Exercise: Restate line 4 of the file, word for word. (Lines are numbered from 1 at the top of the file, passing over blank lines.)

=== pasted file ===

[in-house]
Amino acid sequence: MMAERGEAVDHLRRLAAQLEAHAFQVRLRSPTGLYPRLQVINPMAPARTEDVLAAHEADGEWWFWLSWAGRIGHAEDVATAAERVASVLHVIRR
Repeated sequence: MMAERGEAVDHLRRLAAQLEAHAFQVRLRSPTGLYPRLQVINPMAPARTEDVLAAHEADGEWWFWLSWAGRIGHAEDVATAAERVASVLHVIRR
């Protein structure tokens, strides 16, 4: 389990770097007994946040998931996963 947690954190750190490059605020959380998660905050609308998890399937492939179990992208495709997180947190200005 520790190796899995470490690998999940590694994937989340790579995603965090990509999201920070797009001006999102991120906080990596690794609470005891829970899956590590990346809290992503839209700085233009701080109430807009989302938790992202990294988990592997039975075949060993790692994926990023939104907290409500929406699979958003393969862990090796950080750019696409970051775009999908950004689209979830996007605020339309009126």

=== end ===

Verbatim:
């Protein structure tokens, strides 16, 4: 389990770097007994946040998931996963 947690954190750190490059605020959380998660905050609308998890399937492939179990992208495709997180947190200005 520790190796899995470490690998999940590694994937989340790579995603965090990509999201920070797009001006999102991120906080990596690794609470005891829970899956590590990346809290992503839209700085233009701080109430807009989302938790992202990294988990592997039975075949060993790692994926990023939104907290409500929406699979958003393969862990090796950080750019696409970051775009999908950004689209979830996007605020339309009126």